Everything looked rosy on Tuesday in Los Angeles at the Lakers team facility. Russell Westbrook made nice with Patrick Beverley. Coach Darvin Ham expressed excitement for what's to come this season. In his words, "I have the best seat in the house."
But if the Los Angeles Lakers go through with keeping Russell Westbrook, can they really rebound strongly from last year's 33-win debacle?
Was the offseason of angst unnecessary? Will those ice-cold shoulders at summer league between LeBron James and Westbrook melt away in training camp under the warmth of the new head coach?
Ham—who by all accounts has been worthy of a head coaching position for nearly half a decade—is naturally going to talk up his players three weeks from training camp. If the Lakers decide to go in a different direction with Westbrook, Ham will pivot.
As of now, competing executives aren't sure the Lakers will send away one future first-round pick, let alone two, to get out of Westbrook's contract unless the return package substantially improves the team. So what's the plan?
"It starts with the defensive end. It's not much use if we don't guard anybody," Ham said. "We've got three first-ballot Hall of Famers and other guys around them who can score. Offense, we just need to be organized and be disciplined in how we space and how we run and where we give these guys the ball."
Frank Vogel had a similar message as coach last year but struggled to find a healthy combination of players who could score and get stops. He never found that perfect rotation, hindered by injuries to Anthony Davis and James.
To help Ham execute his vision, the front office gave him younger, more athletic role players. The team is deeper, but shooting remains a concern. Getting more than 56 and 40 games, respectively, out of James and Davis would go a mighty long way.
In short, there are more questions than answers for Ham and L.A., despite the positive sound bites we heard Tuesday. So Bleacher Report polled seven NBA sources for a reality check, most of whom were generally pessimistic.
'They Need a Time Machine'
Assuming the Lakers stay healthy, can Ham coach this squad to the playoffs?
Of the seven polled NBA sources (including executives and agents), only one is confident in the Lakers' postseason chances. Two aren't confident but ultimately think they will get in seeded between fifth and eighth. Three see the best case as a 9-10 finish, with L.A. needing two wins in the play-in just to make the playoffs. The last doesn't expect the franchise to even make the play-in.
"The West has eight playoff-caliber teams, which leaves two play-in spots for the Lakers, [Sacramento] Kings and Portland [Trail Blazers]," an agent said, assuming the Houston Rockets, Oklahoma City Thunder, Utah Jazz and San Antonio Spurs are lottery-bound.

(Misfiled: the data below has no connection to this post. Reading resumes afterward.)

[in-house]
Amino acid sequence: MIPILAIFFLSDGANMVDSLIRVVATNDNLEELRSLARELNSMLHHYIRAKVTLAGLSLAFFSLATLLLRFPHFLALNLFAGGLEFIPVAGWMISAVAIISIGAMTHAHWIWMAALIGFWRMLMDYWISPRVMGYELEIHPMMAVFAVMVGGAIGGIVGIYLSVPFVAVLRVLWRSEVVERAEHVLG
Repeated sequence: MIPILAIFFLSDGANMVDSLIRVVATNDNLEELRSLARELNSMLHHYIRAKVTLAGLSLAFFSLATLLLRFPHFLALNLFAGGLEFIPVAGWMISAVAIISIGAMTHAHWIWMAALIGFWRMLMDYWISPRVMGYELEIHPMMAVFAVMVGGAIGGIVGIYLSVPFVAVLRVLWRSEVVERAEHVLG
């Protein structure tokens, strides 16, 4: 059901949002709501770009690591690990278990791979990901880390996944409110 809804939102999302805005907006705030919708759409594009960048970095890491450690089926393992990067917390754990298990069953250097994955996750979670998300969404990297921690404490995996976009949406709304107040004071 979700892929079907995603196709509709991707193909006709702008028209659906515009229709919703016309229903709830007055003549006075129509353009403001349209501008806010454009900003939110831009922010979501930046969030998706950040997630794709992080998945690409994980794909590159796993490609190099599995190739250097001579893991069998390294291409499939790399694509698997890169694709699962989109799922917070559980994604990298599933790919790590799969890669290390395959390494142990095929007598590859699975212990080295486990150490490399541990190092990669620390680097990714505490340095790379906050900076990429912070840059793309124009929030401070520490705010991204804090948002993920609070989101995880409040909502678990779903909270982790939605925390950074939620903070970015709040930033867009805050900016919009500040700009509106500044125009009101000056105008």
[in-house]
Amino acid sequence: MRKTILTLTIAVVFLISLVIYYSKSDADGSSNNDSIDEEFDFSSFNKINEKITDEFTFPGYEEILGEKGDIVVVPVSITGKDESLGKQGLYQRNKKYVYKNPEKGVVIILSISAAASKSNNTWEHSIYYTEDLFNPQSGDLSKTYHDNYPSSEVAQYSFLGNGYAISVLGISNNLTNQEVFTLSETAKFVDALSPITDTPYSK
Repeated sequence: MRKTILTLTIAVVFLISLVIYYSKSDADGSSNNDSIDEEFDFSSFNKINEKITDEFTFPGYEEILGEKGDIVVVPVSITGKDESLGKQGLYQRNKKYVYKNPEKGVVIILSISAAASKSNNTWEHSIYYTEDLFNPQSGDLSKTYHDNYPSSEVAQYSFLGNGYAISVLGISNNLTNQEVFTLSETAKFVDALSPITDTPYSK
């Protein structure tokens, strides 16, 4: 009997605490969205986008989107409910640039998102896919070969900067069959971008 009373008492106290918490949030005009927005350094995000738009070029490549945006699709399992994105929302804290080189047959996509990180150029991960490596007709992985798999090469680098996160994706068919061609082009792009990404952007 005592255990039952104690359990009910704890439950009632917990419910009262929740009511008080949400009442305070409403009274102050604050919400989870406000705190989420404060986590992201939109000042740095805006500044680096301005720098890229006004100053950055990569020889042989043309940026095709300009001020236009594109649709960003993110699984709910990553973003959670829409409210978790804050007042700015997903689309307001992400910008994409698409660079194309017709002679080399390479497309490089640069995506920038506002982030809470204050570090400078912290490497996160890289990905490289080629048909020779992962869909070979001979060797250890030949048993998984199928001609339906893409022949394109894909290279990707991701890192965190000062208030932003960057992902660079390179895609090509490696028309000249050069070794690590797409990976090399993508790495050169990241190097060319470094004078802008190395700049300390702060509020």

What's the most significant need for the Lakers to become a more substantial playoff hopeful? The answers were uniform.
"They need to add shooting; defense as well," another said, with nearly everyone echoing that sentiment.
Is there a single step the team can take to become a contender? One answer stood out.
"They need a time machine," one answered sarcastically, suggesting that rewinding to avoid doing the Westbrook trade completely was the only answer.
Ham seems to believe Westbrook will be a net positive for the Lakers, but he also believes Westbrook was deficient on defense last season. The nine-time All-Star needs to make massive strides this season.
"If they're not trading Westbrook, it's time to stop tiptoeing around his feelings," one source explained. "If he has to come off the bench or not play at all, then do what's best for the team. If his play isn't resulting in positive contributions, then look at other options."
The notion of a Westbrook trade was a popular topic, be it for role players from the Utah Jazz like Bojan Bogdanovic and Mike Conley or a package from the Indiana Pacers built around Myles Turner.
"The [Lakers] need depth and to turn Russ into multiple pieces that can play without the ball and space the floor," one source said, emphasizing that almost any NBA system requires at least a baseline of sufficient shooting unless the team is an absolute beast defensively. The Lakers aren't the latter, at least on paper.
Is it worth giving up one or two first-round picks to get role players for Westbrook?
"That's up to [team governor] Jeanie Buss and the front office," one agent replied.
Concerns Re: Davis, Beverley
The same source raised concerns about Davis. "He's been more inconsistent than consistent, outside of his play in the bubble."
Davis shot just 18.6 percent from three-point range last year and 26.0 percent in 2020-21. Westbrook hit 29.8 percent in his lone season with the Lakers.
"Individually, they're three elite talents, but how exactly can Ham space the floor around LeBron with two non-shooters in huge roles?" another executive asked.
While the Beverley acquisition was generally lauded, one pointed out that he's another "injury-prone player."
"Beverley only plays 50 games a season," one agent said. The guard has averaged 48.7 over the past three years.
The Bottom Line
Ham isn't walking into an ideal situation, but few rookie coaches inherit a championship-grade roster. Perhaps Ham can find combinations that shoot and defend well enough to give the team a chance.
One source was bullish: "They have LeBron and AD. If they're healthy, the Lakers are still dangerous."
If the shooting matches the numbers on paper, the Lakers will need to compensate by playing elite-level defense this season. None of those polled expect L.A. to be anywhere close to a top defensive squad.